Diversity, inclusion, experience top community’s list of wants for new police chief

A Steamboat Springs Police Department vehicle.
Matt Stensland/Steamboat Pilot & Today archive

As Steamboat Springs Police Department Chief Cory Christensen celebrated his last day Friday with the city, officials are ramping up the search for his replacement.

Steamboat City Manager Gary Suiter, who oversees the search and has the final say, has hired Public Sector Search and Consulting Inc., a California-based firm specializing in hiring law enforcement officials, to conduct the search for the top candidates.

The firm will recruit candidates from around the country, and Suiter said he has asked the firm to search specifically from organizations such as the National Black Police Association and the International Association of Women Police to ensure the city is considering candidates with diverse backgrounds.

Gary Peterson, the firm’s president and CEO, said they have not officially begun accepting applications for the position, as they are still gathering feedback on what community members want. Peterson, a former police chief in California, said the group has hired chiefs for cities of all sizes and geographic locations, and is collecting local input to better understand the community’s needs.

“The guy who’s struggling just to get by, the guy with the second home here, whatever the situation, we need our law enforcement to take care of everyone in the community,” said Jeff Steck, Steamboat resident and former deputy with the Los Angeles County Sheriff’s Office.

Steck was one of several residents who joined a community event Friday to discuss the top priorities for the city’s next top cop.

“People are the same everywhere, they make different amounts of money, and they may look different, but we have the same problems in a resort community as I did when I worked in Compton (California),” Steck said. “Everyone wants to have a place where they feel safe.”

Steck said he thinks Steamboat’s police department is performing well overall, but he hopes the new chief brings in more experienced officers and is able to retain and train more officers, which he said is becoming a challenge across the country.

“We can attract people with high wages, good benefits and also good leadership,” Steck said. “If they feel they’re being treated fairly in their local community, I think that means they can handle any external factors that come their way.”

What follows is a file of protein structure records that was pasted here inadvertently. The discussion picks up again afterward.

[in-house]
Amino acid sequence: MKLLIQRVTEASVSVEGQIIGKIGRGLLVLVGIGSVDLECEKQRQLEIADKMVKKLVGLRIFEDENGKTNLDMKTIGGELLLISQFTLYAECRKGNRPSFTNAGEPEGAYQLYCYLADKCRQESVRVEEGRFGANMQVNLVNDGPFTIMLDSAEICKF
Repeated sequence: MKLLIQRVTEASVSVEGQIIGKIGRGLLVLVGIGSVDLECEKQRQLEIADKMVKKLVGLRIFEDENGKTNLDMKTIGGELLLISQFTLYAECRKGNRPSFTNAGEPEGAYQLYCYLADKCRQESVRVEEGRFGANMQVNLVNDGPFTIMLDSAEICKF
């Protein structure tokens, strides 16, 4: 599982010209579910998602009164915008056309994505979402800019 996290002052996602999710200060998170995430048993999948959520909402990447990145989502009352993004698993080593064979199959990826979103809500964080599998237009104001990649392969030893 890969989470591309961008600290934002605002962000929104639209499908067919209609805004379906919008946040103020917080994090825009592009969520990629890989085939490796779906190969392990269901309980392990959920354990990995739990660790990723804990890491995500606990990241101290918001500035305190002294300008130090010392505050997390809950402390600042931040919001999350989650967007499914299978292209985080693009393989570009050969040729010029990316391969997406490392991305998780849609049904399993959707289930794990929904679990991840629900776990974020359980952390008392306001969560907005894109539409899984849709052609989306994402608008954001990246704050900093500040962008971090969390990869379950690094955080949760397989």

While Steck emphasized a need for experienced officers and quality leadership, other community members encouraged Peterson and Suiter to focus on diverse candidates.

“We definitely need to make sure that we’re paying attention to all this stuff going on nationally and that we’re staying up to date with what’s going on in regards to Black Lives Matter and diversity efforts,” said Mariah Hoots, a fifth-generation Steamboat resident. “Even though we’re a small town, we’re not in a bubble, and we’re not exempt from those things.”

Steamboat resident Amy Olson said she wants to see more women in the police force to inspire other women in the community and show representation in a traditionally male-dominated field.

“I’d like to see a better participation rate from women and more families involved in our force, just to be represented in our community and be a good role model for our daughters,” Olson said.

Jim Sunderland, a resident and retired administrator of a mental health clinic, said the next chief should have an adequate understanding of how mental health issues impact people in the criminal justice system.

“We depend on our police a lot to be able to assist us in a positive way, and I think we need someone that understands that sensitivity,” Sunderland said.

Barbie Wither, a longtime resident with generational ties to Steamboat, said she wanted someone who followed similar ideologies to what she believed Christensen followed: reinforcing compassion and integrity as being core values of the department.

“The police here are not worried about coming out and getting us,” Wither said. “They want to help us.”

Steamboat Springs City Council member Robin Crossan said she and others on council hope the next chief works to get to know the community and earn its trust.

“Cory (Christensen) has a very supportive community,” Crossan said. “You gain that respect, you don’t come in with it.”

Suiter said the official search will begin in the coming weeks, and the department hopes to have a candidate hired by the end of 2021.

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